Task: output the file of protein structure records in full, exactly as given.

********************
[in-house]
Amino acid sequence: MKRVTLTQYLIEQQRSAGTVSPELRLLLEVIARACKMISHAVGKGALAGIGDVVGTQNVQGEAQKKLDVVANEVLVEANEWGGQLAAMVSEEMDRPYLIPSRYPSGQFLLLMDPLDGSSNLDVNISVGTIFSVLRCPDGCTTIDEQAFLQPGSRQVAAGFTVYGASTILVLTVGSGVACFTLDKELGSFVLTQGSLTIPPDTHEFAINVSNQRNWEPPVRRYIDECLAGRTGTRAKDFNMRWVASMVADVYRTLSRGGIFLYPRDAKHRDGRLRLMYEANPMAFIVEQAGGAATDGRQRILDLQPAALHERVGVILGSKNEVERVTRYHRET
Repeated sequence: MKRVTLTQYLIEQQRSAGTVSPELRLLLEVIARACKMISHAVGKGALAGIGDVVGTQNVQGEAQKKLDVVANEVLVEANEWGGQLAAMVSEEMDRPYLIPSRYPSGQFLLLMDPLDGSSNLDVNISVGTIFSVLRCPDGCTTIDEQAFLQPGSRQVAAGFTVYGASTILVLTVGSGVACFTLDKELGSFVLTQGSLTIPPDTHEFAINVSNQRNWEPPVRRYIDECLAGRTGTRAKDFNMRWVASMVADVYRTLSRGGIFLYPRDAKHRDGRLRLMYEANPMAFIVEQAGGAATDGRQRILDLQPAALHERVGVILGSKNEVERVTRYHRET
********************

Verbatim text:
[in-house]
Amino acid sequence: MKRVTLTQYLIEQQRSAGTVSPELRLLLEVIARACKMISHAVGKGALAGIGDVVGTQNVQGEAQKKLDVVANEVLVEANEWGGQLAAMVSEEMDRPYLIPSRYPSGQFLLLMDPLDGSSNLDVNISVGTIFSVLRCPDGCTTIDEQAFLQPGSRQVAAGFTVYGASTILVLTVGSGVACFTLDKELGSFVLTQGSLTIPPDTHEFAINVSNQRNWEPPVRRYIDECLAGRTGTRAKDFNMRWVASMVADVYRTLSRGGIFLYPRDAKHRDGRLRLMYEANPMAFIVEQAGGAATDGRQRILDLQPAALHERVGVILGSKNEVERVTRYHRET
Repeated sequence: MKRVTLTQYLIEQQRSAGTVSPELRLLLEVIARACKMISHAVGKGALAGIGDVVGTQNVQGEAQKKLDVVANEVLVEANEWGGQLAAMVSEEMDRPYLIPSRYPSGQFLLLMDPLDGSSNLDVNISVGTIFSVLRCPDGCTTIDEQAFLQPGSRQVAAGFTVYGASTILVLTVGSGVACFTLDKELGSFVLTQGSLTIPPDTHEFAINVSNQRNWEPPVRRYIDECLAGRTGTRAKDFNMRWVASMVADVYRTLSRGGIFLYPRDAKHRDGRLRLMYEANPMAFIVEQAGGAATDGRQRILDLQPAALHERVGVILGSKNEVERVTRYHRET